Bildad had affirmed that God is just, and He punished those who disobey Him. But that does not mean that everybody who suffers is being punished for their sins. Sometimes we suffer because of the sins of others or because God is keeping us from sin. Jesus suffered not for his own sins but for ours, because He had none. From this Job embarked on a teaching lesson. The rest of chapter 27 is Job describing God’s judgement of the wicked. They will die and their widows will not mourn for them. This was a terrible insult in that time and place. Their children will be affected. They will lie down rich and wake up poor. Their housing will be destroyed. Their death will not be peaceful. Terrors will come at night and carry them away like flood waters. Worse yet, even if they try to run away the terrors will follow them. There will be no escape. Much of what Job said to them came directly from the friend’s admonishment of them. This was no doubt on purpose, and it served as a warning that they had better be careful what they say because they might be declaring their own judgement upon themselves.
Finally, Job seeks God’s wisdom. This chapter is a self-contained speech. Job asks questions at the beginning most likely because he was weary of the nonsense his friends were sharing with him. His friends had knowledge, but they lacked wisdom. Job maintained wisdom came from God. You cannot mine wisdom. Job takes us deep inside of a mine. In scripture precious metals and stones are often used as symbols of wisdom. Miners used to melt rock by burning a fire in a mine for days or even weeks to melt out the ore. Some alternated fire and cold water to split the rocks. Job is saying that though man can dig deep into the earth and find great wealth, though he can go places where birds and beasts would not dare to go, though he can even find the hidden source of the great rivers, man cannot find God’s wisdom by mere human effort. It takes more than courage and native intelligence; it demands humility and spiritual perception. You cannot buy wisdom. It does not matter how much money you have. Here in verses 12-19 Job mentions gold five times, silver once and he names seven different precious stones. But none of these treasures, individually or collectively can purchase the wisdom of God. Wisdom does not come cheap, and it does not originate among the living. Only God is the source of true wisdom.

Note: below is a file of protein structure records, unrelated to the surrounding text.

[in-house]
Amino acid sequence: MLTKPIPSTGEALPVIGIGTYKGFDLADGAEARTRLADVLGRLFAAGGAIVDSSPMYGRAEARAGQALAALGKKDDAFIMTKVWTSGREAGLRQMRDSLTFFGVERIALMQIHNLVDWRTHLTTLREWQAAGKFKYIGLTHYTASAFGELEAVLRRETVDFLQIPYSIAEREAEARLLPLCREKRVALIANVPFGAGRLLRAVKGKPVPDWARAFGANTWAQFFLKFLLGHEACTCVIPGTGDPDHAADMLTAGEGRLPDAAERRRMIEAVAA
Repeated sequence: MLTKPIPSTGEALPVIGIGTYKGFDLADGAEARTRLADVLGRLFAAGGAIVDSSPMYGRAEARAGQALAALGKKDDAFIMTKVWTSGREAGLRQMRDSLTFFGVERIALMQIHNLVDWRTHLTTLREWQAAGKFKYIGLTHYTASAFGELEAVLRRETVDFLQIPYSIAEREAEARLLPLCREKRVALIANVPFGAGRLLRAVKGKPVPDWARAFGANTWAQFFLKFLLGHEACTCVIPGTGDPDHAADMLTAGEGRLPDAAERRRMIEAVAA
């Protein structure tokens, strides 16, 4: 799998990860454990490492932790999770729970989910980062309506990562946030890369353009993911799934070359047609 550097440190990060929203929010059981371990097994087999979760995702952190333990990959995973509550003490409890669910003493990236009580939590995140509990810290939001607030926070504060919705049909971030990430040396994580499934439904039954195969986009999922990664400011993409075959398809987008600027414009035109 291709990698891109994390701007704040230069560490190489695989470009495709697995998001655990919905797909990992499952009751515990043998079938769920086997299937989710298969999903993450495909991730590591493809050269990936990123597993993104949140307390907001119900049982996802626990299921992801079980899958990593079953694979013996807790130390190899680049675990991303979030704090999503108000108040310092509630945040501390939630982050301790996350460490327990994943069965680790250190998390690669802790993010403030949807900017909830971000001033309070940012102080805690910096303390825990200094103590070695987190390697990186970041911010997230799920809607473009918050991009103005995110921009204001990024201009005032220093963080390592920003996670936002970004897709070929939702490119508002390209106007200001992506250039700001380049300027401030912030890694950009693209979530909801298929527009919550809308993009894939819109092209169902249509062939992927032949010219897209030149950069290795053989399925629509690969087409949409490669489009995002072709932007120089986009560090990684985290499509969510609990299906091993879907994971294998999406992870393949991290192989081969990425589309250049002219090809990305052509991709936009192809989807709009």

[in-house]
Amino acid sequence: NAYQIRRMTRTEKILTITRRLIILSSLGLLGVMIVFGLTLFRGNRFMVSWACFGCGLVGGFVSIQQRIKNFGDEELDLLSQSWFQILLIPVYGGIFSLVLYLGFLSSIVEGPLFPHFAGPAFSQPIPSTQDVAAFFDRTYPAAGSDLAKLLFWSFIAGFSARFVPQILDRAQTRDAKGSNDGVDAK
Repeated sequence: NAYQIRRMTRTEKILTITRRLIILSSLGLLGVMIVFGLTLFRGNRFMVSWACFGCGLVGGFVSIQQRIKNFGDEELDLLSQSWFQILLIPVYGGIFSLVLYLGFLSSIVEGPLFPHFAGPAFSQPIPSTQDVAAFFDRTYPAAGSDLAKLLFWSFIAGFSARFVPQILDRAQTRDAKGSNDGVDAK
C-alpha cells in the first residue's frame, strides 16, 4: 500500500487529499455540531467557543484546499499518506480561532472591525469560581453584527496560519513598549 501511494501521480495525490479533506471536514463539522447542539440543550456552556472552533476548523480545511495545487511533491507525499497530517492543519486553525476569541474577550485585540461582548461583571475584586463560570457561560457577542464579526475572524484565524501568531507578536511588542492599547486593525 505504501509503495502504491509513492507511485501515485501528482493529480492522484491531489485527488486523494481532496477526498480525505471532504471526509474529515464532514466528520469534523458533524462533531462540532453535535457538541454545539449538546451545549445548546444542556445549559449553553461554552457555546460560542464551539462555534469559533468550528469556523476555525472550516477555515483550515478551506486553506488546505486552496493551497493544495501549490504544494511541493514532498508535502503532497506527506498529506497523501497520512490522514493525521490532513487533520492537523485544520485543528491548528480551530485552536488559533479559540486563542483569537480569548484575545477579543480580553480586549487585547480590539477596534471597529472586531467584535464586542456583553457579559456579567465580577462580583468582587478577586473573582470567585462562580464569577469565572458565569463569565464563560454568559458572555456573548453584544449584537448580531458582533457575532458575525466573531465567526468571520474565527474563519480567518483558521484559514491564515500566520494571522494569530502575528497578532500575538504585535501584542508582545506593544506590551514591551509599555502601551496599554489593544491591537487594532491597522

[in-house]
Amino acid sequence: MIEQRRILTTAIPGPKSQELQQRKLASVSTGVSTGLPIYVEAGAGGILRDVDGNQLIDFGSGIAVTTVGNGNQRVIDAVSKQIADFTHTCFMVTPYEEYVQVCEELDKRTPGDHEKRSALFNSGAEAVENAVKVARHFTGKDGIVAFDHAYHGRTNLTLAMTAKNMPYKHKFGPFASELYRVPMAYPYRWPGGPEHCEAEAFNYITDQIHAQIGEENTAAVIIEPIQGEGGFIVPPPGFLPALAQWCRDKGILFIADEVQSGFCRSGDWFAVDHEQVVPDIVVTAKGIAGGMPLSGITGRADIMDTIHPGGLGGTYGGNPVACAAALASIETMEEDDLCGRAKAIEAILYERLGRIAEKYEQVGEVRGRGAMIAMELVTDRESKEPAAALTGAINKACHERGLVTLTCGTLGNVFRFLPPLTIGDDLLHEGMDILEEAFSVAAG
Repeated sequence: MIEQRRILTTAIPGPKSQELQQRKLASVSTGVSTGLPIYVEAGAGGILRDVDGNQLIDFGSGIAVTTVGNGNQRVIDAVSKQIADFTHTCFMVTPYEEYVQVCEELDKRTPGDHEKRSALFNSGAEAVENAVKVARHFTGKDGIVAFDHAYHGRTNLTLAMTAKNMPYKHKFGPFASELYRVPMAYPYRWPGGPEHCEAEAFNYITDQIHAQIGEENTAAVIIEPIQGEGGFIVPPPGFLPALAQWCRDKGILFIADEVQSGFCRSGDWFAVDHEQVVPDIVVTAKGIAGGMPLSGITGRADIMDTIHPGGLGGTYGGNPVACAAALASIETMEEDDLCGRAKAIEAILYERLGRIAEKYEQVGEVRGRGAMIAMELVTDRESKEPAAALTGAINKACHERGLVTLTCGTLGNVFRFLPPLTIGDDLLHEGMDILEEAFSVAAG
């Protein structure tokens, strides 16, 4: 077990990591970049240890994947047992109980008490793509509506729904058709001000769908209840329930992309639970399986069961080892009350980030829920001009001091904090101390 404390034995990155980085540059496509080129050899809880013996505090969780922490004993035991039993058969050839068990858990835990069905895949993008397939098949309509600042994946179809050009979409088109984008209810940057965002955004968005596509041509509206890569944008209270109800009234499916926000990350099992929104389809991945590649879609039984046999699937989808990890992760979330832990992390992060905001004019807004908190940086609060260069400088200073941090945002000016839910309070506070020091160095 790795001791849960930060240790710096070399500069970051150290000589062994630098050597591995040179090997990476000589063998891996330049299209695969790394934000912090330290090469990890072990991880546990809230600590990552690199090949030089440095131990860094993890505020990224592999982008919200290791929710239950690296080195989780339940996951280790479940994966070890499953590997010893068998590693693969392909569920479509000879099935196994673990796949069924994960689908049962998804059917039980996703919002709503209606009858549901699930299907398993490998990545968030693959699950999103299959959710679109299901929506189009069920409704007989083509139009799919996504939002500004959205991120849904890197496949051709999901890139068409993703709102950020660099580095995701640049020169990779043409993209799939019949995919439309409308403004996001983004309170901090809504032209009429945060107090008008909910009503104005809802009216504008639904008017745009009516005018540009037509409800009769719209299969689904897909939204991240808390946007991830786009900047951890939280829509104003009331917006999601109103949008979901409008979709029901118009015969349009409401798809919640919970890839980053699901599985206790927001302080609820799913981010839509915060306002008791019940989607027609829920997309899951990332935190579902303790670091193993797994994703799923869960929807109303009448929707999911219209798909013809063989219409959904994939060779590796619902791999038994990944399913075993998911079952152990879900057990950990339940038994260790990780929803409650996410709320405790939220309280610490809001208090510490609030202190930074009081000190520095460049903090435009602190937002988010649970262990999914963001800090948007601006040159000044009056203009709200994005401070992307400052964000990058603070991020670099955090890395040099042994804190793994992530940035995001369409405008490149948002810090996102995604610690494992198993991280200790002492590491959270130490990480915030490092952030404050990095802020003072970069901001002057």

Wisdom comes only from God. You can search high or low and you will not find it. Only God knows where to find wisdom, for God sees everything. When God looks throughout the whole earth, He sees His own wisdom in His creation. Job answers his where is wisdom question in 28:28. He states “the fear of the Lord, that is wisdom; and to depart from evil is understanding. Job called God ‘fear of the Lord’, a name for God found only here. Fear of the Lord is a loving reverence for God, who He is, what He says, and what He does., It is not fear that paralyzed but one that energizes. When you fear the Lord, you obey His commandments, walk in His ways, and serve Him. You are loyal to Him and give Him wholehearted service. Like Job when you fear the Lord you depart from evil. The fear of the Lord is the fear that conquers fear. Because if you fear the Lord, you need not fear anyone else. So, the first step toward true wisdom is a reverent and respectful attitude toward God, which also involves a humble attitude toward ourselves.
Job’s speech is not quite finished. In the next three chapters Job will review his life and then challenge God to either vindicate him or judge him. That will end the debate and usher in two new participants…Elihu and the Lord.
In His Grip
Pastor Matt W